On the differential below we were able to remove one friction material and one steel plate so that the car was still operational and without the lockup noise (with the PSD disconnected) while we waited for a good 2nd hand PSD unit to arrive.

You can see in pic 1 and 2, the delimitation of the friction material. pic 3 and 4 is the corrosion. Pic 6 was a second diff that we used good plates from to make a working unit


Hi Sean,

Much appreciate the photos. Today I released the slave cylinder bleed nipple and nothing came out so "trapped pressure" goes out of the window. I suppose it is possible that the cylinder is jammed in the locked position but it is so cluttered in that location I do not fancy trying to test for thrust due to seized piston at the moment.

On a more amusing note I removed the slave cylinder from my spare transaxle unit and as the thing came off the bolts there was a pile of white powder! I removed the circlip and there was no sign whatsoever of the aluminum piston- it had completely corroded away- why I know not- it is not as though it was exposed to brake fluid. On the positive side the inner walls of the body were spotless and it should be viable if a new piston is available!

I then took a look at the PSD unit and the fluid level was just above the minimum mark. I cannot remember where the level was after I changed it out- probably at the full mark line so possible I have some fugitive brake fluid but the maximum it can be would not amount to much at all- circa 20cm3 there or thereabouts I suspect. I was impressed by the bellows and the escape path for any brake fluid that escapes the piston.

To do any meaningful work in-situ on the diff I concluded that the exhaust, the half shafts and the fuel tank need to come out- tasks I have completed previously albeit the fuel tank is nearly full at the moment!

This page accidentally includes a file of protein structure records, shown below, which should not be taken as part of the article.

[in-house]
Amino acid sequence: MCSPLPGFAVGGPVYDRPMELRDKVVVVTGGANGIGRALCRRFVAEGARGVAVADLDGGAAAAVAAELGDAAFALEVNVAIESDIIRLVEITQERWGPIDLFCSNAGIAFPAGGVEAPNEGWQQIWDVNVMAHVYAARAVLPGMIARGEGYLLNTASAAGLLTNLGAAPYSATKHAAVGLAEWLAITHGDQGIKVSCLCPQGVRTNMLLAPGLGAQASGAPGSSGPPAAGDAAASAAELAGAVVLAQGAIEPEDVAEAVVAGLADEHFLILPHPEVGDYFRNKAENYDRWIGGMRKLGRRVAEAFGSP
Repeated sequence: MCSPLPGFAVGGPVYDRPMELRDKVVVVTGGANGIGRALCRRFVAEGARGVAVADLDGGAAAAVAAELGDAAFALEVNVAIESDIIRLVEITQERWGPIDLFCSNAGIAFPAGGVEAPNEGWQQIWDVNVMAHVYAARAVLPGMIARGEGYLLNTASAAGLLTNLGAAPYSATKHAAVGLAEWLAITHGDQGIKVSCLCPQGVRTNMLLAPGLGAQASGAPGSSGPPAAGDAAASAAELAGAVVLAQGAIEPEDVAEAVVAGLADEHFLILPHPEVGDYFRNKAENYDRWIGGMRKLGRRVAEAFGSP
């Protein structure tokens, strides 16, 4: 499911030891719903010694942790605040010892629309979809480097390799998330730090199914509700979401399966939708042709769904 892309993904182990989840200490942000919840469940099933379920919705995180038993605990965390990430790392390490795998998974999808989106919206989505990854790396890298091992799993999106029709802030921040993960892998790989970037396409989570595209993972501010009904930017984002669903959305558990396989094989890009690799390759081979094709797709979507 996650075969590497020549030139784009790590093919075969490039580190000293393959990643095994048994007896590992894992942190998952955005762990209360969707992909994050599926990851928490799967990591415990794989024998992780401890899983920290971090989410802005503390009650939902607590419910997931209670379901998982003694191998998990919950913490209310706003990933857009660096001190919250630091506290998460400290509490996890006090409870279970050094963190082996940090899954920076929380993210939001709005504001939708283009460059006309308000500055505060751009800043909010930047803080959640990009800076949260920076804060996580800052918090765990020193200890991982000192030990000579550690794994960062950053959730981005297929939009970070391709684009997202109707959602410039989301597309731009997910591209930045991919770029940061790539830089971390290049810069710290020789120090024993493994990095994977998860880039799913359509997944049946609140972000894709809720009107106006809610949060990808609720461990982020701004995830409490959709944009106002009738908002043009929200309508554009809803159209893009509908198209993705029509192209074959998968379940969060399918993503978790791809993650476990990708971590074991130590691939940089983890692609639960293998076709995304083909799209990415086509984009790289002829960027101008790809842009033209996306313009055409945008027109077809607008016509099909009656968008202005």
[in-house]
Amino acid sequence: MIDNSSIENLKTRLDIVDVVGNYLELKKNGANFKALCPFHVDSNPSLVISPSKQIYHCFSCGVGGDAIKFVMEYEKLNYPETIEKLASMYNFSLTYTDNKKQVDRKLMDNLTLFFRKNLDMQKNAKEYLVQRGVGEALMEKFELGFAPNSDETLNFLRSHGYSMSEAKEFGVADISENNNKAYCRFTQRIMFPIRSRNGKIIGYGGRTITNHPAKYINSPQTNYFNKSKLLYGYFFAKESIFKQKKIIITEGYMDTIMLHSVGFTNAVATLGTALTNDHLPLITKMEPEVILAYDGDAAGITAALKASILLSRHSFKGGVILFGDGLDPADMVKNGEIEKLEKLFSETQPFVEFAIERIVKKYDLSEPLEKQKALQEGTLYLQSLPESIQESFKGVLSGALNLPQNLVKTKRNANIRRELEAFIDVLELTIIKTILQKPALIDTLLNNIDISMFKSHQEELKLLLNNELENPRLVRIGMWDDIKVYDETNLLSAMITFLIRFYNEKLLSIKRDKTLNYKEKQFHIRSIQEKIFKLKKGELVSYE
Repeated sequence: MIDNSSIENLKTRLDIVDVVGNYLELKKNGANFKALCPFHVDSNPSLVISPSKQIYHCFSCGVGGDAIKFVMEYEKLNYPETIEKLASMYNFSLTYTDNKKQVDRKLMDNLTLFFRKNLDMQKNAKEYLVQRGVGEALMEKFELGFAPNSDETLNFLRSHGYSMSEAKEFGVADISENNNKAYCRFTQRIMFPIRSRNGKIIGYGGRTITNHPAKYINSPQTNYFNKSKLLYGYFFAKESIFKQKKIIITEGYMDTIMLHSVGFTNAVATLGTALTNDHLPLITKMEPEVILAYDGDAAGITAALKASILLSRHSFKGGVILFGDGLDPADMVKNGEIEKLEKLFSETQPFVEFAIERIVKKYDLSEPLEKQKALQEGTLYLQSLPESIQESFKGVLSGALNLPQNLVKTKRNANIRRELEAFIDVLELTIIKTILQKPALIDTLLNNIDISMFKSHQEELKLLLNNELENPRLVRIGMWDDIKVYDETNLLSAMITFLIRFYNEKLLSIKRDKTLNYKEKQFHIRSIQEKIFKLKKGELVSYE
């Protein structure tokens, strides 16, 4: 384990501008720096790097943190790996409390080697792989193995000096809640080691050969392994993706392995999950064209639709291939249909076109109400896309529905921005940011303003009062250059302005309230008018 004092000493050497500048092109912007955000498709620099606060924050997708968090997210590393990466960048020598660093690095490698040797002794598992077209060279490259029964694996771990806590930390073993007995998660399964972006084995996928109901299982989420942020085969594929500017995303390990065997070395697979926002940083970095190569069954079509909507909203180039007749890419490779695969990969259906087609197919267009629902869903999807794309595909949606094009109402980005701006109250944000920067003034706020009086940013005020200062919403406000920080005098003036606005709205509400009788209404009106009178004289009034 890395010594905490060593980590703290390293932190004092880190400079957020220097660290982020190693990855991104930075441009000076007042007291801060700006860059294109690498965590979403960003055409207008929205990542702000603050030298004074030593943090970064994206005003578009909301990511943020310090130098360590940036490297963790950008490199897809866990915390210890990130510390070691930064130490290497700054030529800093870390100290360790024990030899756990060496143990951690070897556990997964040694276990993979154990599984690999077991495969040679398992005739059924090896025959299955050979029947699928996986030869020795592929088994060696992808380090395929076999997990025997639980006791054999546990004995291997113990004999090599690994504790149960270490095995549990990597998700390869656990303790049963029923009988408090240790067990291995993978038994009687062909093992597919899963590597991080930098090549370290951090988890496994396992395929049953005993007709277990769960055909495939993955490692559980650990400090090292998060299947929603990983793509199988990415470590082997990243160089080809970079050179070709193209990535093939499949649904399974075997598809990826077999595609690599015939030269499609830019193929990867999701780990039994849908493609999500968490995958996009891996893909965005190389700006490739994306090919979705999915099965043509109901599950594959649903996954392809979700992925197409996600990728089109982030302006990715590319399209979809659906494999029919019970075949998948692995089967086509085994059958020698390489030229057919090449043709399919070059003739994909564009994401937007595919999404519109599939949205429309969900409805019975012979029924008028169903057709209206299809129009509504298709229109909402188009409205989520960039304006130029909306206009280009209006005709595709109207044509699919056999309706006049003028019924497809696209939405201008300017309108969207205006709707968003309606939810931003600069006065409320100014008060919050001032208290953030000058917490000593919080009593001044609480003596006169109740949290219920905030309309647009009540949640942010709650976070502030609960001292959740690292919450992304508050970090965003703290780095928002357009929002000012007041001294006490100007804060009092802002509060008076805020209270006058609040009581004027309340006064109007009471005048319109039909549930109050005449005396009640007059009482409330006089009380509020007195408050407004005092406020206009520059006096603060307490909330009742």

For now I will be departing for the UK so time to study the WSM section 39 covering the PSD system. When I return I intend to disassemble the diff on the spare unit to harvest clutch parts and get a feel for working on it. It does not look too complicated as long as one does not screw up the shim packs.


A brief update of my findings to date as of Wednesday:
1. I opened the slave vale bleed nipple just in case there was trapped pressure but nothing was found. So unless the slave cylinder piston has jammed/seized then I am inclined to think the scenario described by Bruce is in play.
2. I removed the protective shield in the rear wheel well to expose the PSD unit. The level was at low point of the acceptable range. I cannot remember where the level was when I last flushed the hydraulics but knowing my modus operandi it was probably at the maximum level so I am assuming a small amount of fluid loss may have taken place that does not amount to an awful lot- whether is has leaked into the diff housing I have no idea at the moment- needs further investigation when I return back home. I did not see any signs of brake fluid emanating from the pinhole that vents the chamber encapsulated by the bellows for whatever that may be worth.
3. I removed the diff cover from my spare transaxle unit and everything in there that I could see looked to be in excellent condition. Hopefully the clutch plate set will be in stellar condition for potential re-deployment- but...?
4. I need to bone up on dismantling the unit once it is out of the diff housing. Nice looking piece of kit I must say and that before considering it is 33 years old. The clutch tensioning system is very simple even if the calibration procedure is a bit "tricky". I understand clutch plates are NLA - doubtless there will be facilities that can prepare such at a price if needs be.
5. Next step when i return will be to drop the exhaust and the half shaft to create some working room and then to check what happens if the slave housing bolts are loosened.